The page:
10 January 2011
Don’t dismiss your snoring and disturbed sleep as mere annoyance. Get yourself checked for sleep apnea
Pradeep Gogari hadn’t had a good night’s rest in a long time. To add to his difficulty in sleeping and breathing properly at night, he would often wake up with a sudden start and drift back to sleep much later. Gogari ignored his disturbed sleep and often took quick–fix nasal clearance medication instead. Without proper rest, he woke up on most mornings feeling lethargic and zapped of energy.
At 155 kgs, this 42–year–old was morbidly obese with high blood pressure in the range of 110–170. When he came to Dr Shashank Shah, Laparoscopic and Bariatric Surgeon at Dr LH Hiranandani Hospital he was diagnosed suffering with sleep apnea. "I knew I snored, but I didn’t know that I had a medical disorder. Twelve years ago, I had a car accident which left me in coma for three months and bed ridden for another six months. Left with nothing to do, I took refuge in food. After that, I never got back to normal weight or a good nights’ sleep," says Gogari.
When Sleep Eludes
Sleep apnea is a common disorder in which the breathing becomes shallow or pauses for a few seconds while sleeping. "This can happen for more 30 times an hour, resulting in poor sleep quality that makes you tired during the day. It’s also one of the leading causes of excessive daytime sleepiness. Most people who have sleep apnea don’t know they have it since it happens only while they sleep," says Dr Shah.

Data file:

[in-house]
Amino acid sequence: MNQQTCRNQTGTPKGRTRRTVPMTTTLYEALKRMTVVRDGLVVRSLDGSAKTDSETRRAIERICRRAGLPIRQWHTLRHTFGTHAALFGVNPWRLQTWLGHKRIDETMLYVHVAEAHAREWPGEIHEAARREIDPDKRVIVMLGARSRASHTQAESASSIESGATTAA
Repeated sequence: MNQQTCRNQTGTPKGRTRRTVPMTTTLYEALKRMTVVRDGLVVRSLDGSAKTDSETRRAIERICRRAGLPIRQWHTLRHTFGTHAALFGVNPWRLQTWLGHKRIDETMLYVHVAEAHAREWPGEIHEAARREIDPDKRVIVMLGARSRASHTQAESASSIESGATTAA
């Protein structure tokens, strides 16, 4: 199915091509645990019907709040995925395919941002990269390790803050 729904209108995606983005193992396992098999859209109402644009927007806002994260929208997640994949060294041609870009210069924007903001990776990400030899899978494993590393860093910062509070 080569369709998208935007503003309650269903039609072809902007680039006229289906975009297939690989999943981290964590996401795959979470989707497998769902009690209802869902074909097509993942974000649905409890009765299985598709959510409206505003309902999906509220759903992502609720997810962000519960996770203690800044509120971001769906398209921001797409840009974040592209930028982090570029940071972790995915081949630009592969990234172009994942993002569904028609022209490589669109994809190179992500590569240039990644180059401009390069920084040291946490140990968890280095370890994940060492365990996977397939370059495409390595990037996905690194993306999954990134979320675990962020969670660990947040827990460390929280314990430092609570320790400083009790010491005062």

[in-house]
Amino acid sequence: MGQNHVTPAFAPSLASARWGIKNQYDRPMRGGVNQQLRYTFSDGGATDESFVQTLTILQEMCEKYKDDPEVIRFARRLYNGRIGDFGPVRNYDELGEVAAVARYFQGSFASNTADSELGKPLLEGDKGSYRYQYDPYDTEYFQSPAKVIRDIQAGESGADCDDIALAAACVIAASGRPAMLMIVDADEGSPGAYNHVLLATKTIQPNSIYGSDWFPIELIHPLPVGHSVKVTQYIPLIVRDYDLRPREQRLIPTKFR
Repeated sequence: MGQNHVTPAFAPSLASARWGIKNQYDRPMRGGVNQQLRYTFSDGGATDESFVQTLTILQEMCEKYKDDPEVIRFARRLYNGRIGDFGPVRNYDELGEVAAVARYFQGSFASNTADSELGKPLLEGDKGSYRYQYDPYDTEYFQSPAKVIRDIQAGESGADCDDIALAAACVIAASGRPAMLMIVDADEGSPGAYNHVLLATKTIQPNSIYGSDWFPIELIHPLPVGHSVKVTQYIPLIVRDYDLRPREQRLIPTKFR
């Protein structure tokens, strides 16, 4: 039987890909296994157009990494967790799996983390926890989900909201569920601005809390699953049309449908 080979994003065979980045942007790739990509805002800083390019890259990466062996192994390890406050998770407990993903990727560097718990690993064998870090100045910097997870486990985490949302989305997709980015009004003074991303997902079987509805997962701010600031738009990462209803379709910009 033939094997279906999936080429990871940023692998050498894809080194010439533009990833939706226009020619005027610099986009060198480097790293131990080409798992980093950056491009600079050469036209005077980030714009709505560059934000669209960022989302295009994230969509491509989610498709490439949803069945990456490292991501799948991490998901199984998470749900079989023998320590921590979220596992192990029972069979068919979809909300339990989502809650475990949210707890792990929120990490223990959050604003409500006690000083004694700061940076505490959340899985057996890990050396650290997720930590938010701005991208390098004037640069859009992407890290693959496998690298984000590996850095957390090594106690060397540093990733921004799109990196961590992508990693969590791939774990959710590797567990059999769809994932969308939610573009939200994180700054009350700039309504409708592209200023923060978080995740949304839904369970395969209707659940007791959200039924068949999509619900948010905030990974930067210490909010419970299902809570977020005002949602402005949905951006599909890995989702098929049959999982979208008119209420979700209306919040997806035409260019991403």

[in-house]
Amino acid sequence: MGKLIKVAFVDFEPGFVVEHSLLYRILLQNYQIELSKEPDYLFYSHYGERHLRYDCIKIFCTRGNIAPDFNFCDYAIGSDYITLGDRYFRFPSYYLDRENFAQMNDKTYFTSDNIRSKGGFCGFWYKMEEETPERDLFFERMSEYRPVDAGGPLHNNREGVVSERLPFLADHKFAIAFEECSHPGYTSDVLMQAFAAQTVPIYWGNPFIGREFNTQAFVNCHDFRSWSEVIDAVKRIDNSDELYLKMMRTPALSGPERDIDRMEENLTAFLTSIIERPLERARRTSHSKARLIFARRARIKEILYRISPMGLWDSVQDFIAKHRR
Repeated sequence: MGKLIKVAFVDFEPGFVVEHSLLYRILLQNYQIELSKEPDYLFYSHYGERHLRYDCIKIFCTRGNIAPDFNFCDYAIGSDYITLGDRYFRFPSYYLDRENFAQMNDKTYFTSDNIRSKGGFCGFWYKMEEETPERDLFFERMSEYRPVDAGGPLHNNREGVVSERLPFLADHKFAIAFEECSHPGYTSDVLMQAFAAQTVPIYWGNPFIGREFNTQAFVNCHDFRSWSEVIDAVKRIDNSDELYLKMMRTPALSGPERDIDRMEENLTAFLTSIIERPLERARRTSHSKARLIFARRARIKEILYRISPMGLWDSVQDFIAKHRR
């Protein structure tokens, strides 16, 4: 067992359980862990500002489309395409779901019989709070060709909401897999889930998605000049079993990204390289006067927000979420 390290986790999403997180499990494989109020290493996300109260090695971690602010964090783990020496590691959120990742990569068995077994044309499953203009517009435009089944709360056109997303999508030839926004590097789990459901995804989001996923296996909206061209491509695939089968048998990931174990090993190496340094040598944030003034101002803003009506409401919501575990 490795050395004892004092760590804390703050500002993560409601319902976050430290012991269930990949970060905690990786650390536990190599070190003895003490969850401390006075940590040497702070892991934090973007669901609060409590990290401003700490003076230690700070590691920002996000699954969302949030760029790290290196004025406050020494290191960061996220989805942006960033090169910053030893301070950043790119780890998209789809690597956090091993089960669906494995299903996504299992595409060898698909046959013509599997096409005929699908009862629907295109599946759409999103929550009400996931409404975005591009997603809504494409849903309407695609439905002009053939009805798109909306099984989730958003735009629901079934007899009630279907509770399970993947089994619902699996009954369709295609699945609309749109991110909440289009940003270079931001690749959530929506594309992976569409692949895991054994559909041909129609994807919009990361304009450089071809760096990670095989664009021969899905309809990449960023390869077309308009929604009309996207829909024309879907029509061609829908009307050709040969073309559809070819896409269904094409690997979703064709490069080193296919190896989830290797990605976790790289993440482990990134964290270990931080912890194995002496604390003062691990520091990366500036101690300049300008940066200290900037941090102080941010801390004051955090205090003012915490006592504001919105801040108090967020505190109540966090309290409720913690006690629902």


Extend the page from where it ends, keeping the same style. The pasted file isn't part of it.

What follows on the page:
What Gogari didn’t realise was the role his obesity was playing in his disturbed sleep patterns. He started with snoring few years ago, which was neglected as a common annoyance. This soon progressed into episodes of disturbed sleep due to inadequate supply of oxygen to his brain for a short span of time, a few times each hour. "My wife used to complain that my loud snoring didn’t let her sleep well at night.
The blockage may cause shallow breathing or pauses while breathing. When you do try to breathe, any air that squeezes past the blockage then causes loud snoring. Obstructive sleep apnea is a serious health problem since it is also responsible for the accumulation of carbon dioxide in the blood.
This is toxic for the heart as well as the brain. "This is also called daytime somnolence or obstructive airway disease and can also prove to be fatal if not treated in time," adds Dr Shah. Sleep apnea often goes undiagnosed as doctors usually can’t detect the condition during routine office visits.
Obesity The Culprit?
Several studies show untreated sleep apnea is a risk factor for high blood pressure. Studies also suggest an association between untreated sleep apnea and a stroke, as well as other cardiovascular diseases. Additional consequences of untreated sleep apnea include heartburn, nocturia (the need to use the bathroom frequently at night), depression and weight gain.
According to Dr Shah, 80 per cent of the patients suffering from sleep apnea are obese and have a Basal Metabolic Index (BMI) of more than 33 and the additional fat around the neck may make the airway narrower, making obstructions more likely to occur. "The most effective treatment will be to bring the BMI down to normal and lose weight." Three months ago, Gogari underwent bariatric surgery and a complete lifestyle change to bring his weight down to 100 kgs. "Now, I am conscious about what I eat and walk twice a day. I sleep like a baby now," concludes Gogari.
Watch Out For
- Do you snore at night? (ask your parents or your partner)
- Do you get sound sleep at night?
- Do you feel sleepy and lethargic during the day? If your answer to most of these questions is yes, then…
- Avoid heavy calorie meal at night
- Avoid alcohol, tea or coffee at night
- Body should be properly hydrated
- See a doctor immediately